The British Columbia Securities Commission (BCSC) was justified in releasing documents used in a regulatory hearing that may now form the basis for a proposed class action suit, a B.C. court says.
The Court of Appeal for British Columbia rejected an application from BridgeMark Financial Corp. and several other appellants claiming that the BCSC erred when it released certain documents that were entered into evidence at a hearing to consider extending a temporary cease trade order.
The BCSC obtained the documents as part of an investigation into whether BridgeMark and a group of issuers violated securities rules by engaging in an illegal distribution.
At the Court of Appeal, the appellants argued that the regulator violated its confidentiality obligations when it released documents that were obtained as part of the investigation to a law firm that “intends to use the documents to advance a class action against the subjects of the investigation.”
“The BridgeMark appellants argue the commission erred ‘by conflating making commission proceedings open to the public, with making the evidence given or filed in those proceedings available to the public,’” the appeal court noted in its decision.
“They contend the commission should have balanced the public interest in open hearings against the public interest in enforcing the implied undertaking of confidentiality, and could have done so by affording the public a right of access to the proceeding but not unfettered access to documents filed in the proceeding,” the court said.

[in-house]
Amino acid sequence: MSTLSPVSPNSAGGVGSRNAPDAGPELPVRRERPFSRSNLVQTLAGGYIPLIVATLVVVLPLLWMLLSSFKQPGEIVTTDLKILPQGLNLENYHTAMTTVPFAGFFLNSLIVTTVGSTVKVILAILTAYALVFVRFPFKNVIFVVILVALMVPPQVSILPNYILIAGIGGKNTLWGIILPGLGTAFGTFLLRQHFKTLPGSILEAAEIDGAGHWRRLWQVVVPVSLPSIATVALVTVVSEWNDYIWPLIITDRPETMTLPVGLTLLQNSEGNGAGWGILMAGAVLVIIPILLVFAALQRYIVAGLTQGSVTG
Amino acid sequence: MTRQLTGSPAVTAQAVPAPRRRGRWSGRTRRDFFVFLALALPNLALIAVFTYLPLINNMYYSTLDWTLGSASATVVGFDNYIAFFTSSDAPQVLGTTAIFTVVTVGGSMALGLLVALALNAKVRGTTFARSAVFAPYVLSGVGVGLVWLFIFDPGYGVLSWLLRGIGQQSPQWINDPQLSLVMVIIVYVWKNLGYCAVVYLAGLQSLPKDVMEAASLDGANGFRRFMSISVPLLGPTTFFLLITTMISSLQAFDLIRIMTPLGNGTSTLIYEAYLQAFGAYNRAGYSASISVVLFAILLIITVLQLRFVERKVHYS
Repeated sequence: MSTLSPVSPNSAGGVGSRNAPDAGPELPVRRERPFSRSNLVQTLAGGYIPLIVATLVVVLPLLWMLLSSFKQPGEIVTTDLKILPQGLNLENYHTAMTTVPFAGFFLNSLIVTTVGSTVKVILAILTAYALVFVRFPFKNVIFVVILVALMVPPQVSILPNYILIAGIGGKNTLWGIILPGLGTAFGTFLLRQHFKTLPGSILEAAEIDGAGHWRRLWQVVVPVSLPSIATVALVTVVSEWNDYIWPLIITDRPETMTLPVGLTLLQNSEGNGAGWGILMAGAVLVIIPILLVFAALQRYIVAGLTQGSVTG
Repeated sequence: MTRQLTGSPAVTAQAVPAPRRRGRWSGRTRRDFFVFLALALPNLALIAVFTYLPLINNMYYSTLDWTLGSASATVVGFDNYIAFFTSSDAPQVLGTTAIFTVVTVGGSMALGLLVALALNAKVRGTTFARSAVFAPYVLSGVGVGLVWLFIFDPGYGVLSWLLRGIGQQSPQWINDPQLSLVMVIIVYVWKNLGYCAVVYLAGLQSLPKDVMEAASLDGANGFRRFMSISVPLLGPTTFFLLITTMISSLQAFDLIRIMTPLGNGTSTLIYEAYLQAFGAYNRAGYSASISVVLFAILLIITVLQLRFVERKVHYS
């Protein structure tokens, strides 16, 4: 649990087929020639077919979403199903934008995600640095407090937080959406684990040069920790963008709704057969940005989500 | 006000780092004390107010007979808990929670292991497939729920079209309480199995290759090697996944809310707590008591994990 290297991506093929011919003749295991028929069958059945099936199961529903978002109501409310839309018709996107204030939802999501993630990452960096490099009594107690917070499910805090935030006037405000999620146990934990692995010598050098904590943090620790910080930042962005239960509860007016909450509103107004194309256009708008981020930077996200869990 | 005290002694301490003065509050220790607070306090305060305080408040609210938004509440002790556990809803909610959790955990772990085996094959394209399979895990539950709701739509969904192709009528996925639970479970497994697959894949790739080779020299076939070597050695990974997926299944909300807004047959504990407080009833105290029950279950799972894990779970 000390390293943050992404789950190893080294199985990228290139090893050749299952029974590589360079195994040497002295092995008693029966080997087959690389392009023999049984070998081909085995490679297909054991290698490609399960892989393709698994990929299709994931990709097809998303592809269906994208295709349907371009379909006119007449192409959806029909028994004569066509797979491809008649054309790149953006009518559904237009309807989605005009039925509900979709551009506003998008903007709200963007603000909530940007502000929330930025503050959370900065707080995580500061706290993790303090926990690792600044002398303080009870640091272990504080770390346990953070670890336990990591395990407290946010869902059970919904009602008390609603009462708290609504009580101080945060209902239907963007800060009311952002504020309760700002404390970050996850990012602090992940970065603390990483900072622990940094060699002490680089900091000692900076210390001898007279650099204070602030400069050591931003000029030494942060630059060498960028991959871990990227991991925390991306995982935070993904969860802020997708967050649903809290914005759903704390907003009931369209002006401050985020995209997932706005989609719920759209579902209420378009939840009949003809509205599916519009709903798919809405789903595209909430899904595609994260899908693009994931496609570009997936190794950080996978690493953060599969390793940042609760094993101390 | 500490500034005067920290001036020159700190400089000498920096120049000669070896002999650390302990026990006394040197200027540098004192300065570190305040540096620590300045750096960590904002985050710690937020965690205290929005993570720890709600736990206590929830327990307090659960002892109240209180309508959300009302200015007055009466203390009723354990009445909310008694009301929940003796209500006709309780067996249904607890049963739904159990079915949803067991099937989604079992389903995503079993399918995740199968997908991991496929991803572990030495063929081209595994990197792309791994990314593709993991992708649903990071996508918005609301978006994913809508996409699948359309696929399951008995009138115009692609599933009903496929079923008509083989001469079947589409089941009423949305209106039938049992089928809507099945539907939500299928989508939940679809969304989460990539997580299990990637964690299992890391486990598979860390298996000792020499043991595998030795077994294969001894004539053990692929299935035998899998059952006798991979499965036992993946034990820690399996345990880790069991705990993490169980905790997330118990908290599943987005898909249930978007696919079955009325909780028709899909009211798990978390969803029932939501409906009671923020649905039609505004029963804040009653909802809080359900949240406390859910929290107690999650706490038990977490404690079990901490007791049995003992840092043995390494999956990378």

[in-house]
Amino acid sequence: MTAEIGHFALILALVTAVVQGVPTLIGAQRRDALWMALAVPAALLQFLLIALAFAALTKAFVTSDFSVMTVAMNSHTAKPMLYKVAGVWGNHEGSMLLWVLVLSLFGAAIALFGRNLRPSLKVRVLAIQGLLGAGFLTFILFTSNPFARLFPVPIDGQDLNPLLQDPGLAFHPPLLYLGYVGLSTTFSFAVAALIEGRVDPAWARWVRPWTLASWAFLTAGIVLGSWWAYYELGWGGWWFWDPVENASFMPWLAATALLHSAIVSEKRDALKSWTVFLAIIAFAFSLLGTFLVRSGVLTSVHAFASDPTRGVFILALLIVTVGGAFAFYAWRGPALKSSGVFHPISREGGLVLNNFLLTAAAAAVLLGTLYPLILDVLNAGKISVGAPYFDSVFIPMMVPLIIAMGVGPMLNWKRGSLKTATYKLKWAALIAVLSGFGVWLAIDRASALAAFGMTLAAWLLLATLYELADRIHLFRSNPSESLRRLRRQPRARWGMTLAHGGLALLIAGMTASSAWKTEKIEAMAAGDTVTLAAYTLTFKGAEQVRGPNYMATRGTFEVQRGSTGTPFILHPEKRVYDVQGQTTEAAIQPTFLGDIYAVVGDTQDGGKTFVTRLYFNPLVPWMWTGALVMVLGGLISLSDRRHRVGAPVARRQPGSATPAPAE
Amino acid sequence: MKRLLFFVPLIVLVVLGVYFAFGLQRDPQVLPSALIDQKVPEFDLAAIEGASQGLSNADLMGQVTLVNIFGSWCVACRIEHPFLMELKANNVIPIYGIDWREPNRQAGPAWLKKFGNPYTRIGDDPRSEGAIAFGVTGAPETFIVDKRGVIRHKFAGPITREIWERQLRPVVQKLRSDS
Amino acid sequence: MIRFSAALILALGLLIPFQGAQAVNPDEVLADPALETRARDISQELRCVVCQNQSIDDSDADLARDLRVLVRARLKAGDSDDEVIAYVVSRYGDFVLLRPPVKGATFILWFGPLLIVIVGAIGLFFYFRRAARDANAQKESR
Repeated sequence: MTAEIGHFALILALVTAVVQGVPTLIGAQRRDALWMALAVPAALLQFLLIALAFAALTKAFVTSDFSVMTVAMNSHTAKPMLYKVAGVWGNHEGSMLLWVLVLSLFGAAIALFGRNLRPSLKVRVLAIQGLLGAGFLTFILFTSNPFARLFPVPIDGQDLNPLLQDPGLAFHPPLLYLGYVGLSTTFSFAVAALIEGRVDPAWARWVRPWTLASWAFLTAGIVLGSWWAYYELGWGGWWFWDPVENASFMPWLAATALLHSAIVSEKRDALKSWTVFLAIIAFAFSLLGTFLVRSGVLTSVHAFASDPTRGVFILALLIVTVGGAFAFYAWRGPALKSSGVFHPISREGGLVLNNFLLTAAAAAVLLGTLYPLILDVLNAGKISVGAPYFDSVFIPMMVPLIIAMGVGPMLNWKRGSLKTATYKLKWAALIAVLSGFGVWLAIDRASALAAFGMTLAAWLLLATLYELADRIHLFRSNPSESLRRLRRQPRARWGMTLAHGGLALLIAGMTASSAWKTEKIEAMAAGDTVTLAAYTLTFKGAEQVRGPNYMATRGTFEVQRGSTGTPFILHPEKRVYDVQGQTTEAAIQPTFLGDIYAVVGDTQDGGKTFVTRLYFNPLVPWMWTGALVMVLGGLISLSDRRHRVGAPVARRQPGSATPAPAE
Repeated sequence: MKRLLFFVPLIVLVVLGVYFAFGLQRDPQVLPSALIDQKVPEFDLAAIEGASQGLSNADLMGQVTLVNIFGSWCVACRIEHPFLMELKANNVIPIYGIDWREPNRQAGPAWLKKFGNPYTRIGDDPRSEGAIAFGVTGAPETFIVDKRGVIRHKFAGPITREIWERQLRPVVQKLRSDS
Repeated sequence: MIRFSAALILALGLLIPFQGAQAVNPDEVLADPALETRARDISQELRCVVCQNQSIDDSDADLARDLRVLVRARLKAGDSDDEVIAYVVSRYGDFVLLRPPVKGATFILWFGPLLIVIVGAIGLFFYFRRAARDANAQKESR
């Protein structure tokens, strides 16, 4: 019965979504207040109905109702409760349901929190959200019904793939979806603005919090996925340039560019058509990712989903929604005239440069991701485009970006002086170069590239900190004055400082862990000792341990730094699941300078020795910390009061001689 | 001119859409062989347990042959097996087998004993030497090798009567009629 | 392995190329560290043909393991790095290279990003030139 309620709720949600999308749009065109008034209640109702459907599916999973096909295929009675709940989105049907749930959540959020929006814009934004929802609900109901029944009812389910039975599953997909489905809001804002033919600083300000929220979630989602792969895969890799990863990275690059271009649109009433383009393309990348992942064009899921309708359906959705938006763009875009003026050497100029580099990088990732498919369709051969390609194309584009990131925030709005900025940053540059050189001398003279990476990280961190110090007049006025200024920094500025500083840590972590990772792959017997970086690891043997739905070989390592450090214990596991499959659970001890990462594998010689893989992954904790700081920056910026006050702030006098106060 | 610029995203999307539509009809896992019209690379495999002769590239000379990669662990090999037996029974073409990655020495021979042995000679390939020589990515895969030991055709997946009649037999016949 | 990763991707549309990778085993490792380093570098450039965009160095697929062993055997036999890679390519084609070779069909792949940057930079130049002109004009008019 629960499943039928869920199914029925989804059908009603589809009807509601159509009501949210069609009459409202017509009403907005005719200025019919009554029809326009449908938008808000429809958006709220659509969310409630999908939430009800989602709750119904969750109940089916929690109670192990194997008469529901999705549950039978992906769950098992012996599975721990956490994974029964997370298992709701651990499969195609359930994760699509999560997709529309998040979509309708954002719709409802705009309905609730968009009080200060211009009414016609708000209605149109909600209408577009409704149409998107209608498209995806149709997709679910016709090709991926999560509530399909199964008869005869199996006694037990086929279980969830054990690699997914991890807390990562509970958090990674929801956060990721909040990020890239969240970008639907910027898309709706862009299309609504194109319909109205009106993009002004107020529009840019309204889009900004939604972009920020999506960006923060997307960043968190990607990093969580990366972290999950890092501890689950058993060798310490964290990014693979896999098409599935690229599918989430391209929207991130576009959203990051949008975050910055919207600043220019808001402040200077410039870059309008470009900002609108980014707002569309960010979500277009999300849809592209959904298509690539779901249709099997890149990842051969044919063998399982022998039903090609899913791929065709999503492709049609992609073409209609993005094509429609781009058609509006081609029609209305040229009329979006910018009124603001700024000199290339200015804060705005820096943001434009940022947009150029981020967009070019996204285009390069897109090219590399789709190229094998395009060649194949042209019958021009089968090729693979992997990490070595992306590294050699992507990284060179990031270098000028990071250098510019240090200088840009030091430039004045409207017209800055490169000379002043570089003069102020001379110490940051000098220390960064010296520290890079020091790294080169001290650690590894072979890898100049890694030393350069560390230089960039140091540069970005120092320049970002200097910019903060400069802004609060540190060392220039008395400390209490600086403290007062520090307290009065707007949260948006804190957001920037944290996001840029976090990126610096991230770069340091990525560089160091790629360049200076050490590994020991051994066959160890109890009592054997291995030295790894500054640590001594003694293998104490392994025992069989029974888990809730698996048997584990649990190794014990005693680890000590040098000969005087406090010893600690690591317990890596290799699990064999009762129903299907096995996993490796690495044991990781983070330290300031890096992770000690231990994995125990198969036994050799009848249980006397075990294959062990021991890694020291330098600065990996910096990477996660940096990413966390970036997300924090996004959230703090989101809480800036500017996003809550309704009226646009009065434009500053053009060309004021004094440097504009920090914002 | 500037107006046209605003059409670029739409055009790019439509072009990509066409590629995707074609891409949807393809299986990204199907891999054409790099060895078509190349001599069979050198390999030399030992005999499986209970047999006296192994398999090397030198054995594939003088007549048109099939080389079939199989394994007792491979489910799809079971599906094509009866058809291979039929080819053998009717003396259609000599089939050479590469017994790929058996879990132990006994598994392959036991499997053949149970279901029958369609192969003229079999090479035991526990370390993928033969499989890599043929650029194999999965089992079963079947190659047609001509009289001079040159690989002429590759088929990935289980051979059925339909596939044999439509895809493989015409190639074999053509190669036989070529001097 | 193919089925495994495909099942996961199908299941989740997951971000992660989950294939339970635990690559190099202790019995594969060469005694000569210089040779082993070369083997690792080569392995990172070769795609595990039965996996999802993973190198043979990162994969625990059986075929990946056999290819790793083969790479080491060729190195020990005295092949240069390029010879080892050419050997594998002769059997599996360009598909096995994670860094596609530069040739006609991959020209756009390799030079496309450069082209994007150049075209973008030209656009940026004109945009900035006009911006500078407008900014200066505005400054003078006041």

However, the court sided with the BCSC, finding that once the BCSC decided to hold a hearing, it had a duty to hold that hearing in public and to permit public access to the evidence relied on as part of the hearing, unless releasing the evidence “would be unduly prejudicial.”
The court noted that the commission “regarded the public interest in open proceedings to be paramount, and held that it outweighed any potential prejudice to the parties arising from disclosure,” adding that the BCSC redacted certain information from the exhibits to protect the privacy of certain third parties.
“In my opinion, the commission did not err in law in concluding that once it elected to hold a hearing, its enabling statutory framework gave rise to a public duty to make that hearing open to the public and it was bound to conduct itself in a manner consistent with the open court principle,” the court said.